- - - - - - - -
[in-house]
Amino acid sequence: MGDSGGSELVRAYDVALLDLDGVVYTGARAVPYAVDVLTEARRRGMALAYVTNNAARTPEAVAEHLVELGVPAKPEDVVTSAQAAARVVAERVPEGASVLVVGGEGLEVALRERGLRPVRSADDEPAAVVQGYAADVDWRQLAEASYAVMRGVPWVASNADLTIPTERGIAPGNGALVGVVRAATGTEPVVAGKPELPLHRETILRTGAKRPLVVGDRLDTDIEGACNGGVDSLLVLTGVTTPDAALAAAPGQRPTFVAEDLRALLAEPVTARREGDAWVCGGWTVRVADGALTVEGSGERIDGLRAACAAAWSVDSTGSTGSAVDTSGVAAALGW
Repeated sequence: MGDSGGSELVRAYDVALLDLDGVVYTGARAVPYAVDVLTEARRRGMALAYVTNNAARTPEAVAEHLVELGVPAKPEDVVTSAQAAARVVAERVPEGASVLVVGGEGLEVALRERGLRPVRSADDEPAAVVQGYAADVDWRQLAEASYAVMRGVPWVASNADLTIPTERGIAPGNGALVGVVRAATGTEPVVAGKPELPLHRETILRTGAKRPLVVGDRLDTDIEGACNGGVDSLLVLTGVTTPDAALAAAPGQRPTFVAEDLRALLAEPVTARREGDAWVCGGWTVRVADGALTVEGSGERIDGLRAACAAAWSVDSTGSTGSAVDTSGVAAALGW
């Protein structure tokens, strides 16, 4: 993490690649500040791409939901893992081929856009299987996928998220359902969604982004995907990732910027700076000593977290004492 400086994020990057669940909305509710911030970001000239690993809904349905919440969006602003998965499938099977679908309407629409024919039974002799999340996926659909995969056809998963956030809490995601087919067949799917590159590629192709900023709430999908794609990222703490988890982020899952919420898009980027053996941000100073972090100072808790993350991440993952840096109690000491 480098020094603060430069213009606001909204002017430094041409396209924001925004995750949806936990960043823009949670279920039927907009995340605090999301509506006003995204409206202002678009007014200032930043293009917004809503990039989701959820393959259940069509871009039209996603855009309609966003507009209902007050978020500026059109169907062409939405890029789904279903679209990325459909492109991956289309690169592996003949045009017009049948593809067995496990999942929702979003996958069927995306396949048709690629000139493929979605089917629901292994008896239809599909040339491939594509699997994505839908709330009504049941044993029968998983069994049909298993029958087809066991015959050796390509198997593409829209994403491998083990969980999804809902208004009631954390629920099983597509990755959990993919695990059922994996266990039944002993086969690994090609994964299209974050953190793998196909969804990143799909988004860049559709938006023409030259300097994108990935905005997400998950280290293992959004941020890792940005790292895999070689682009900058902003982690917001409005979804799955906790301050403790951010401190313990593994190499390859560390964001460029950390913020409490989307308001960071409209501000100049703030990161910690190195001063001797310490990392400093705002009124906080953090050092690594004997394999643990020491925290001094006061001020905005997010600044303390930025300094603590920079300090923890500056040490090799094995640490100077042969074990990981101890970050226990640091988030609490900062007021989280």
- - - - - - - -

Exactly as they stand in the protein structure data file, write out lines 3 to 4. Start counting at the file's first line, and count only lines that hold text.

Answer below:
Repeated sequence: MGDSGGSELVRAYDVALLDLDGVVYTGARAVPYAVDVLTEARRRGMALAYVTNNAARTPEAVAEHLVELGVPAKPEDVVTSAQAAARVVAERVPEGASVLVVGGEGLEVALRERGLRPVRSADDEPAAVVQGYAADVDWRQLAEASYAVMRGVPWVASNADLTIPTERGIAPGNGALVGVVRAATGTEPVVAGKPELPLHRETILRTGAKRPLVVGDRLDTDIEGACNGGVDSLLVLTGVTTPDAALAAAPGQRPTFVAEDLRALLAEPVTARREGDAWVCGGWTVRVADGALTVEGSGERIDGLRAACAAAWSVDSTGSTGSAVDTSGVAAALGW
């Protein structure tokens, strides 16, 4: 993490690649500040791409939901893992081929856009299987996928998220359902969604982004995907990732910027700076000593977290004492 400086994020990057669940909305509710911030970001000239690993809904349905919440969006602003998965499938099977679908309407629409024919039974002799999340996926659909995969056809998963956030809490995601087919067949799917590159590629192709900023709430999908794609990222703490988890982020899952919420898009980027053996941000100073972090100072808790993350991440993952840096109690000491 480098020094603060430069213009606001909204002017430094041409396209924001925004995750949806936990960043823009949670279920039927907009995340605090999301509506006003995204409206202002678009007014200032930043293009917004809503990039989701959820393959259940069509871009039209996603855009309609966003507009209902007050978020500026059109169907062409939405890029789904279903679209990325459909492109991956289309690169592996003949045009017009049948593809067995496990999942929702979003996958069927995306396949048709690629000139493929979605089917629901292994008896239809599909040339491939594509699997994505839908709330009504049941044993029968998983069994049909298993029958087809066991015959050796390509198997593409829209994403491998083990969980999804809902208004009631954390629920099983597509990755959990993919695990059922994996266990039944002993086969690994090609994964299209974050953190793998196909969804990143799909988004860049559709938006023409030259300097994108990935905005997400998950280290293992959004941020890792940005790292895999070689682009900058902003982690917001409005979804799955906790301050403790951010401190313990593994190499390859560390964001460029950390913020409490989307308001960071409209501000100049703030990161910690190195001063001797310490990392400093705002009124906080953090050092690594004997394999643990020491925290001094006061001020905005997010600044303390930025300094603590920079300090923890500056040490090799094995640490100077042969074990990981101890970050226990640091988030609490900062007021989280």